Budding historians and investigative journalists at Ashington High School have documented the lives of people and communities that live and work in Northumberland National Park as part of a special project to celebrate its 60th anniversary.
The Northumberland National Park Video Stories assignment is part of a commemorative project to collect 60 stories for 60 years which captures the perceptions, values and memories of children and adults from different backgrounds with connections to the landscape and heritage of the Park.
Salsabilla Sakinah, a postgraduate student at Newcastle University’s Media, Cultural and Heritage School, on placement with Northumberland National Park Authority, led the project working alongside an eight-strong team of year 8 and 10 students.
“Giving young people the opportunity to be a part of an inspiring and exciting project like this is fantastic in so many ways,” says Salsabilla.
“They’re directly involved in discovering, understanding and recording their past heritage, the landscapes and life in Northumberland through the decades whilst putting their technical and production skills to the test in a real-life assignment.
“The group have brought boundless energy, enthusiasm and professionalism to every session. They planned and coordinated the filming and led each interview with our volunteers. The final film will contribute to a digital archive to mark this special anniversary for the National Park and give people a wonderful insight into life within this stunning and varied landscape for future generations to learn from.”
The students met and interviewed individuals from across the Park on a variety of subjects, including what it means to farm near a prehistoric landmark, the influence of Roman remains on communities today, living with history and looking at 21st century life for residents and what life is like for young people living in the Park today.
One of the student media crew, Erin Purdy, age 13, said: “I’ve been one of the camera people and learned that the Park isn’t just what you see at first glance, there are other things around you that you have to look for more carefully.
“It’s been a great experience and definitely something to put on my CV. I’ve enjoyed being out of school and spending time in the National Park. This project is making memories and memories you don’t forget.”
One interviewee was Hesleyside resident, William Charlton, a direct descendant from a Border Reiver family. He told the students some interesting stories about living as Border Reivers during the Border Wars period. One such story involved a wife demonstrating that her larder was empty by serving her husband his spurs on a plate instead of his dinner. The message was clear, mount up and go reiving, or go hungry!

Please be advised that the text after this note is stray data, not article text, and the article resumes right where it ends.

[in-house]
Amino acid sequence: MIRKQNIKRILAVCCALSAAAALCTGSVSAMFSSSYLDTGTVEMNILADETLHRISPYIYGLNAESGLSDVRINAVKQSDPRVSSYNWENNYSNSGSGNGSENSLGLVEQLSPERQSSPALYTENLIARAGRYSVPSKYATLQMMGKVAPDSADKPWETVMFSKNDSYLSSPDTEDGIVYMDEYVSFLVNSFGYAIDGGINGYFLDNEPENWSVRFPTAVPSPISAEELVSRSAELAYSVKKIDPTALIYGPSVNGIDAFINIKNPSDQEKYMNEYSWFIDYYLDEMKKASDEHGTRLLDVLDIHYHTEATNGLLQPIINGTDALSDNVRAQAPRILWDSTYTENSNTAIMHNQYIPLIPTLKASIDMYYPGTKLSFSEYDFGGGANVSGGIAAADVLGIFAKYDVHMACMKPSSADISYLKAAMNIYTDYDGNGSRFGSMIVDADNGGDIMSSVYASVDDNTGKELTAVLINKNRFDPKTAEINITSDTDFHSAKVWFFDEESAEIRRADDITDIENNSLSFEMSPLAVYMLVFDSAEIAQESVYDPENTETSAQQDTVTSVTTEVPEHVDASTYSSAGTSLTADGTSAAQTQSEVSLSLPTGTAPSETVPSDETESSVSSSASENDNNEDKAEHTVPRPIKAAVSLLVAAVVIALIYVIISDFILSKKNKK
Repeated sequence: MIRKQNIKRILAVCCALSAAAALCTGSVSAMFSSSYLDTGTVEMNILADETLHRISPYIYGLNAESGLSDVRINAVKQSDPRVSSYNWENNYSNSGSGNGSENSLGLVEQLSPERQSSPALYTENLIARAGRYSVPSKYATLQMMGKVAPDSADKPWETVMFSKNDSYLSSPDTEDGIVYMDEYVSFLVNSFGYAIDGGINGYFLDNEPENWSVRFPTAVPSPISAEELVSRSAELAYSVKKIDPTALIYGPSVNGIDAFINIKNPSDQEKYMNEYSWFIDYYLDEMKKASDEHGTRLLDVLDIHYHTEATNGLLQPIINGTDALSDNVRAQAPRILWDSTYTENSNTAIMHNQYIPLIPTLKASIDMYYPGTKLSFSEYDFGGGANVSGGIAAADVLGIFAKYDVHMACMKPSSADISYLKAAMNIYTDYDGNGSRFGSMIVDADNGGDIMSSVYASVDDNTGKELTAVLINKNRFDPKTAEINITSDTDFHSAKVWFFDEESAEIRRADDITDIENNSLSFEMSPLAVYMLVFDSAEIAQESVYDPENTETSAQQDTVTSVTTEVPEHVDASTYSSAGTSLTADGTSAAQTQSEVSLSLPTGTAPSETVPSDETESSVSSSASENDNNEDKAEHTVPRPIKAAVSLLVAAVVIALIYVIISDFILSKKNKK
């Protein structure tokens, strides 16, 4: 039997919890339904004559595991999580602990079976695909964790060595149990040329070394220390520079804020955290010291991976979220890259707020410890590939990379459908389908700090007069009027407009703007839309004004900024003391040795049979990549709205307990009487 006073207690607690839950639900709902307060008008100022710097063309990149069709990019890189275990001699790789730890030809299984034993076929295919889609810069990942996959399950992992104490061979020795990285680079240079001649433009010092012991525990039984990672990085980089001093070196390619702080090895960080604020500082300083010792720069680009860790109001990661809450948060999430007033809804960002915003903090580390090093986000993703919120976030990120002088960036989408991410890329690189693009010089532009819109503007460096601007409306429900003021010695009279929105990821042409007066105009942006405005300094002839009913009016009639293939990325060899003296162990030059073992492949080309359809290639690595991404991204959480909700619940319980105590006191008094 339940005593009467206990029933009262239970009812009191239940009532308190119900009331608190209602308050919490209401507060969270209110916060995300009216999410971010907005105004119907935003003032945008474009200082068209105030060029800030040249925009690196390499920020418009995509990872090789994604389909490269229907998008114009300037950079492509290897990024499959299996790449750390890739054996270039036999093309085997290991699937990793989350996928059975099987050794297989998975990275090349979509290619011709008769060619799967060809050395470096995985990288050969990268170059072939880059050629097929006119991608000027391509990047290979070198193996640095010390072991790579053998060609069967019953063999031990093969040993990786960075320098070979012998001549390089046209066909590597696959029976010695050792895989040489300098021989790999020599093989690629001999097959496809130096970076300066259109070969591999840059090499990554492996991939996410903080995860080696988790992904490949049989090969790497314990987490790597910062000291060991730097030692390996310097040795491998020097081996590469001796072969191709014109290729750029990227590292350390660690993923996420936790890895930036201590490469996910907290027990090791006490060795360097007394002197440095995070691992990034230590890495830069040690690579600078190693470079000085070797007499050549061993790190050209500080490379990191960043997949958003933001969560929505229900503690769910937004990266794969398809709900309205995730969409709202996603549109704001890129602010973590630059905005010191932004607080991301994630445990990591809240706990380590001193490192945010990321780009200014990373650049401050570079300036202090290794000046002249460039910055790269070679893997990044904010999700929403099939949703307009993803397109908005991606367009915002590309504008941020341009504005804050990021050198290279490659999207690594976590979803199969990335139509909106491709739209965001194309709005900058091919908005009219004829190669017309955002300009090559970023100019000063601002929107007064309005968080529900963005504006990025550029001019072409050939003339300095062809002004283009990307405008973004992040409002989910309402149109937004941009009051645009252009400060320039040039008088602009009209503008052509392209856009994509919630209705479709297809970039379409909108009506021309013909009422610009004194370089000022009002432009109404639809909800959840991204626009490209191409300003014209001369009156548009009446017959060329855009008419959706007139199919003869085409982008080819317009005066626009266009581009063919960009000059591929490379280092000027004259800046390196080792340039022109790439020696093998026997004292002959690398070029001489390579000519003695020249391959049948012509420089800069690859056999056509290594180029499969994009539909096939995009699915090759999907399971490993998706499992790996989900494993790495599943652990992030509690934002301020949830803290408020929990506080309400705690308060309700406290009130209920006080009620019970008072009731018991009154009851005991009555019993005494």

Briannon Brady, age 13 and her brother Ben, age 11, live in Otterburn village on the Park border. They talked about finding history everywhere in the National Park and surrounding areas, including their village and even their house. They both enjoy taking part in the Young Archaeologists’ Club organised by Northumberland National Park Authority and shared some of their favourite places to visit including Greenhaugh, because it’s so pretty and they feel safe there.
The Northumberland National Park Video Stories assignment also contributes to realising the aims and objectives of The Sill: National Landscape Discovery Centre which is currently under construction at Once Brewed on Hadrian’s Wall. The project is part of The Sill’s extensive engagement and activity programme to provide high quality learning experiences that reach out and open up the Park and its landscapes to a broad range of audiences including those in full-time education.
As the next generation to care for the landscape, the National Park Authority is committed to encouraging young people to explore and enjoy the countryside and rich heritage of Northumberland National Park by working with schools and youth groups to deliver mainstream education subjects through real-life examples designed to inform and inspire.
Brian Cosgrove, Media Manager at Ashington High School, said: “This has been a fabulous project. We have filmed across the whole of the National Park, from Hadrian’s Wall right up to the Scottish Border. The students have not only had an opportunity to develop their technical skills involved in recording video and sound, they have also had to do research on the Park and its geography, devise interview questions and scripts as well as get involved in the the editing process.
“This sort of experience can transform young people’s views of their environment and their place within it. It certainly counts as learning outside the classroom and I look forward to working with Northumberland National Park on similar projects in the future.”